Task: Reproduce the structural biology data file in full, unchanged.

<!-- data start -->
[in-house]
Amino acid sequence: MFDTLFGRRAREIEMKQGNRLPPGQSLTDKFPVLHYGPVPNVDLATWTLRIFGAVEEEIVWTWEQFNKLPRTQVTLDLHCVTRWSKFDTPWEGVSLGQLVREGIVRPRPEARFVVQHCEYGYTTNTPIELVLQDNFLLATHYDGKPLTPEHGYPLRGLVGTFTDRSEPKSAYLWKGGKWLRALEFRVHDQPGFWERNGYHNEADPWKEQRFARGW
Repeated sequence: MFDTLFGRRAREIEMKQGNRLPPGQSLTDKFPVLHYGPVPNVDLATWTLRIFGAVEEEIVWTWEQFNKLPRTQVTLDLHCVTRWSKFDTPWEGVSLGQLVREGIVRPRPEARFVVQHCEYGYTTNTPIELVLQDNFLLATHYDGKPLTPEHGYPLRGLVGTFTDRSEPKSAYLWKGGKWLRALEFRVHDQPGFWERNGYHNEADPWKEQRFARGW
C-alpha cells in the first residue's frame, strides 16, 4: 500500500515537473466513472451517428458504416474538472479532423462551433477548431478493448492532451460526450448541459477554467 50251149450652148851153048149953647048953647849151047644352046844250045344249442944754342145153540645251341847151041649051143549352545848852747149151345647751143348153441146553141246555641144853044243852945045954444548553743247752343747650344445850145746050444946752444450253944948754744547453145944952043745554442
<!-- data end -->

[in-house]
Amino acid sequence: MFDTLFGRRAREIEMKQGNRLPPGQSLTDKFPVLHYGPVPNVDLATWTLRIFGAVEEEIVWTWEQFNKLPRTQVTLDLHCVTRWSKFDTPWEGVSLGQLVREGIVRPRPEARFVVQHCEYGYTTNTPIELVLQDNFLLATHYDGKPLTPEHGYPLRGLVGTFTDRSEPKSAYLWKGGKWLRALEFRVHDQPGFWERNGYHNEADPWKEQRFARGW
Repeated sequence: MFDTLFGRRAREIEMKQGNRLPPGQSLTDKFPVLHYGPVPNVDLATWTLRIFGAVEEEIVWTWEQFNKLPRTQVTLDLHCVTRWSKFDTPWEGVSLGQLVREGIVRPRPEARFVVQHCEYGYTTNTPIELVLQDNFLLATHYDGKPLTPEHGYPLRGLVGTFTDRSEPKSAYLWKGGKWLRALEFRVHDQPGFWERNGYHNEADPWKEQRFARGW
C-alpha cells in the first residue's frame, strides 16, 4: 500500500515537473466513472451517428458504416474538472479532423462551433477548431478493448492532451460526450448541459477554467 50251149450652148851153048149953647048953647849151047644352046844250045344249442944754342145153540645251341847151041649051143549352545848852747149151345647751143348153441146553141246555641144853044243852945045954444548553743247752343747650344445850145746050444946752444450253944948754744547453145944952043745554442